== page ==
Peter Matthiessen won the 2008 National Book Award for his novel Shadow Country. His recent books include End of the Earth: Voyage to Antarctica and The Birds of Heaven: Travels with Cranes. (November 2009)


The Tragedy of Leonard Peltier vs. the US

Leonard Peltier being extradited from Canada to the US in December 1976
On July 27, 2009, I drove west from New York to the old riverside town of Lewisburg in central Pennsylvania, the site of the federal penitentiary where early the next morning I would make an appeal to the parole board on behalf of the American Indian Movement (AIM) activist Leonard …

Alaska: Big Oil and the Inupiat-Americans

When one considers the more than four thousand spills—over one a day—recorded by the oil industry in its land operations in the last decade, and keeping in mind that offshore hazards are far greater, the inevitable accidents seem certain to accumulate into an ongoing and permanent calamity. A black effluvia of crude petroleum and drilling mud and chemical pollutants would spread inshore, suffocating plankton and invertebrates and bottom-dwelling fish and poisoning great stretches of Arctic coast with a viscous excrescence. The same toxic mixture will blacken the drifting ice, fouling the pristine habitat of Arctic birds, the Pacific walrus, four species of seals, and the beleaguered polar bear, while contaminating the migratory corridors of the white beluga and endangered bowhead whales—all this defilement made much worse by the grim fact that no technology has ever been developed for cleaning up spilled oil in icy waters.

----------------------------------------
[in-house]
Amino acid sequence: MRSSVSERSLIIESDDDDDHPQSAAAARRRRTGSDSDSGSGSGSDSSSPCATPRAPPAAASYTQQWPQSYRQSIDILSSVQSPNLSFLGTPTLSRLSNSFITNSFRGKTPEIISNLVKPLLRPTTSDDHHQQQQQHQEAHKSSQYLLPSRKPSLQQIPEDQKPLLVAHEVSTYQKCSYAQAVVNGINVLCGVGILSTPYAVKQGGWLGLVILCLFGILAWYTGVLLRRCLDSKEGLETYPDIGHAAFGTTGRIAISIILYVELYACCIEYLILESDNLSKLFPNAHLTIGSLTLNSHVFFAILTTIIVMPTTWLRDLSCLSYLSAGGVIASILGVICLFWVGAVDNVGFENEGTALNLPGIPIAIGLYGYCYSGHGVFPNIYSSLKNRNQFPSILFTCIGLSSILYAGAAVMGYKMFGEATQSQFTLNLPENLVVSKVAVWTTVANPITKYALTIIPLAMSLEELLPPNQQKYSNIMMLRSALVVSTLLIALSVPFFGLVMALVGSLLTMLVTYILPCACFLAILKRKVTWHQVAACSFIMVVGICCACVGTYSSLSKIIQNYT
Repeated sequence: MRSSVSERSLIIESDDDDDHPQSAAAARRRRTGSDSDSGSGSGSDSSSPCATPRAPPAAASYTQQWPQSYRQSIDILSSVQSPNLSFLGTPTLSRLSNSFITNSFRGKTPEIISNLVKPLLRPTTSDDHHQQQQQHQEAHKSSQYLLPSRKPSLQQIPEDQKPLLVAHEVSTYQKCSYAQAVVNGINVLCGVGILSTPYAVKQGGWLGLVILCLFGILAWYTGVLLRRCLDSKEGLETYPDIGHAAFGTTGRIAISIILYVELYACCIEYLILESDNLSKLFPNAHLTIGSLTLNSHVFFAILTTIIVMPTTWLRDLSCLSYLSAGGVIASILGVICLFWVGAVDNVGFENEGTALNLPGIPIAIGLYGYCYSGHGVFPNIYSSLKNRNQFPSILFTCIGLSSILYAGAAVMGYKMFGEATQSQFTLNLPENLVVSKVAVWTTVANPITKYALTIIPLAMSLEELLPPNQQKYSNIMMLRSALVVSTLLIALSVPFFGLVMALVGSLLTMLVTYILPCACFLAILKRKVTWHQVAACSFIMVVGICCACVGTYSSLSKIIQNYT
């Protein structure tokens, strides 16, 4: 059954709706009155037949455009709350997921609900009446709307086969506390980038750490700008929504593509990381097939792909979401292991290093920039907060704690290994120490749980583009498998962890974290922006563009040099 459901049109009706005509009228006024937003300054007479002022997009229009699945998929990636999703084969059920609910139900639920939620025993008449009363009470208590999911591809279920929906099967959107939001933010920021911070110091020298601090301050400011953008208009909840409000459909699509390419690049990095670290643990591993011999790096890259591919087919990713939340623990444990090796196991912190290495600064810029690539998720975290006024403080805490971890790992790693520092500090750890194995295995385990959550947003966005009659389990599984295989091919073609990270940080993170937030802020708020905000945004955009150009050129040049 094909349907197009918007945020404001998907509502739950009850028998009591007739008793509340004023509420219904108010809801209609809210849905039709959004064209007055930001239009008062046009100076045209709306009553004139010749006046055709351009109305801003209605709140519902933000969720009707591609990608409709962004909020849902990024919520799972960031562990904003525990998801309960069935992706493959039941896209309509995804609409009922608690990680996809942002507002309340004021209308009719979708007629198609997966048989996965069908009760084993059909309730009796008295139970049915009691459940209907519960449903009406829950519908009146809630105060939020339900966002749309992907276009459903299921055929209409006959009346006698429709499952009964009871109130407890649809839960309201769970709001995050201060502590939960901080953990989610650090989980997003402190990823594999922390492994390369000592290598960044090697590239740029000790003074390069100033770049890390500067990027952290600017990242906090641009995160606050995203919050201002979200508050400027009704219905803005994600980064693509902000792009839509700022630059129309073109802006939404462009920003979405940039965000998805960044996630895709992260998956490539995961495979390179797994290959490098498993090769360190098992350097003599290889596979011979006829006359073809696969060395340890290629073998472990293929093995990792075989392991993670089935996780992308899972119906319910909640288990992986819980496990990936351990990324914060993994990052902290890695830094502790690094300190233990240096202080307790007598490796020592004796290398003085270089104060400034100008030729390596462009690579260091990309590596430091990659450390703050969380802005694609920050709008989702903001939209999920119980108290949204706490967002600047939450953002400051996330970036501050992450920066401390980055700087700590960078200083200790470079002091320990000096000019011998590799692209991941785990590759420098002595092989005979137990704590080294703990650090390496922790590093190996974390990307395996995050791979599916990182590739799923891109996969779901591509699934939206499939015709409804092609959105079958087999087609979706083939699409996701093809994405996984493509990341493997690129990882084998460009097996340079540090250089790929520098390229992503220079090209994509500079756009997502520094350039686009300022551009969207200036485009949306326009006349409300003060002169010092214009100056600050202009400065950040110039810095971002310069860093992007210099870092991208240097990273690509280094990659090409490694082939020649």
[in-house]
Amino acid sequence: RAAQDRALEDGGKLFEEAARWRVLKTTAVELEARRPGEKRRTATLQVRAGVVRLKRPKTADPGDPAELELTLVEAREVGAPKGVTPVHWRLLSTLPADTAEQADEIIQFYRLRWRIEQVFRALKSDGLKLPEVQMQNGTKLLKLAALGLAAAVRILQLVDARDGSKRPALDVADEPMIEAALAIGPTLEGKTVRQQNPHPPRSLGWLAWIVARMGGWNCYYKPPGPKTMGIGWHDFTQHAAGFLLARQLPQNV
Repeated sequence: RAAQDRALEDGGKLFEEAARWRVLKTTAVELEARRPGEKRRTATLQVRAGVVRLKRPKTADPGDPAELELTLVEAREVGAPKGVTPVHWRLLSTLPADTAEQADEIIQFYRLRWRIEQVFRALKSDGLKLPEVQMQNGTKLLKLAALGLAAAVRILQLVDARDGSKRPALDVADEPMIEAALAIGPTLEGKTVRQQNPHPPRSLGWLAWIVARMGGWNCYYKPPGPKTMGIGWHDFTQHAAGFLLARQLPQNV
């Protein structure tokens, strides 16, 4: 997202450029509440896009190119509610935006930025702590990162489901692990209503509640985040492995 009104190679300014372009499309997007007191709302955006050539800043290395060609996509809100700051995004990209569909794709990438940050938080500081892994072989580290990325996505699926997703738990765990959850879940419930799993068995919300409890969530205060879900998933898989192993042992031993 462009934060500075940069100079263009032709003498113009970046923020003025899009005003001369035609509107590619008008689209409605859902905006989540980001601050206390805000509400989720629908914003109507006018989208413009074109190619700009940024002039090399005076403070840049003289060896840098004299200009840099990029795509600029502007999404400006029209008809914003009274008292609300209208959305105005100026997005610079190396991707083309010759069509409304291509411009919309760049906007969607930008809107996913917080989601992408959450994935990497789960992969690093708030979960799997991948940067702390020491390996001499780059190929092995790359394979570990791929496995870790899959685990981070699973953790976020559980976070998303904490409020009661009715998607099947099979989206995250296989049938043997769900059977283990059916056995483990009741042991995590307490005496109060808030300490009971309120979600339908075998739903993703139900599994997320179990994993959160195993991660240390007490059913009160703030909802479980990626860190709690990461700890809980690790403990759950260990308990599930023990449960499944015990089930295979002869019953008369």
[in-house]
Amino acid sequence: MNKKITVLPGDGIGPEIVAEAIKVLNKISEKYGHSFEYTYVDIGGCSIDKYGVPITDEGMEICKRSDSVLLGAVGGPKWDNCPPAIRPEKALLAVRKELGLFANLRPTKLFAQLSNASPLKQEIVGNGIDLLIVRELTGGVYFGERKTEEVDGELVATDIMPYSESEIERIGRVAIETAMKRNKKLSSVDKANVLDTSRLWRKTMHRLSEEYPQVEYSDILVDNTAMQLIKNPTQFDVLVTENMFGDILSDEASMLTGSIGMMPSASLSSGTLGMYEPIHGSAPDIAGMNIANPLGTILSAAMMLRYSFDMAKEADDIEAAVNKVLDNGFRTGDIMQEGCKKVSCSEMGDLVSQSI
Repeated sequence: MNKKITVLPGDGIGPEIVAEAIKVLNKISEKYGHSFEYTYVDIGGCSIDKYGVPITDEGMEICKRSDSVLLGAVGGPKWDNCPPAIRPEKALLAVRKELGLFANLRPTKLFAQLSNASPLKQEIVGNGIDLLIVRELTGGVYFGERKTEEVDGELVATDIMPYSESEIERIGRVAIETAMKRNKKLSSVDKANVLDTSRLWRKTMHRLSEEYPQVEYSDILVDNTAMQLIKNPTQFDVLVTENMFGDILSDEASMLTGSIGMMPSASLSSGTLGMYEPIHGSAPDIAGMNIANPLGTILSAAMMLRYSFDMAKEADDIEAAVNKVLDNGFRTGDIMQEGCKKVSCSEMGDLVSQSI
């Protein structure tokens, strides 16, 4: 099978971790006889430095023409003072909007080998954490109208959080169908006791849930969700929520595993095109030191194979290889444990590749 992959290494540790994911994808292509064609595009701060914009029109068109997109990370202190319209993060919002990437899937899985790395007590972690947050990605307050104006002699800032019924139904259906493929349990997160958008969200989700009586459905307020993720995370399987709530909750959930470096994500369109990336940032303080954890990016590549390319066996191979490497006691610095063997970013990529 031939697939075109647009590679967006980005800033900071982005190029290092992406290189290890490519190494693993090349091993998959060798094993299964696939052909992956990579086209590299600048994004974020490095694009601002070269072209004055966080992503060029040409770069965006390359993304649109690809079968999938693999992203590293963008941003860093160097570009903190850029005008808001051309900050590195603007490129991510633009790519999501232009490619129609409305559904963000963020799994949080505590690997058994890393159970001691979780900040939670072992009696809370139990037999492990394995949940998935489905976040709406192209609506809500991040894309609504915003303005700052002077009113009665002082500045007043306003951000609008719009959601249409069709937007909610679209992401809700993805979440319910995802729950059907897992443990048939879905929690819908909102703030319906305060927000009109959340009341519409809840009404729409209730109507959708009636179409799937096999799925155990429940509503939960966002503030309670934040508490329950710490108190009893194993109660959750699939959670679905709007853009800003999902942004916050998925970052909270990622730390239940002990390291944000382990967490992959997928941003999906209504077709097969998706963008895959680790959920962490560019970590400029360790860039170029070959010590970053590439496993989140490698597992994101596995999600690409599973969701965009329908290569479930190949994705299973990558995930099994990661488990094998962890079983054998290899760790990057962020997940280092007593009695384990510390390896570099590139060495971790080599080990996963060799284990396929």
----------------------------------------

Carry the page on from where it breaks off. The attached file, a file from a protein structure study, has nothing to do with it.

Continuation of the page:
Inside the Endangered Arctic Refuge

###1. Wild northern Alaska is one of the last places on earth where a human being can kneel down and drink from a wild stream without being measurably more poisoned or polluted than before; its heart and essence is the Arctic National Wildlife Refuge (ANWR) in the remote northeast corner …

The Blue Pearl of Siberia

Past eight in the evening on the last day of August, after a ten-hour climb, we haul ourselves to the high rim of the Baikal Canyon. From where we stand, high plateaus, in hard, clear light, seem to stretch forever westward to the Urals. Facing east, my companion, the huge Siberian woodsman Semyon Ustinov, spreads his long arms. Far below, his beloved Baikal, the most ancient lake on earth, is shrouded in mist that drifts up the steep talus slope as if in search of us. The canyon rim on which we stand is a mile or more above the surface of the lake, whose greatest depth is 6,300 feet, or 1.2 miles, with an additional four miles of sediment above the bedrock. The great Baikal rift is seven times as deep as the Grand Canyon, by far the deepest land depression on the planet.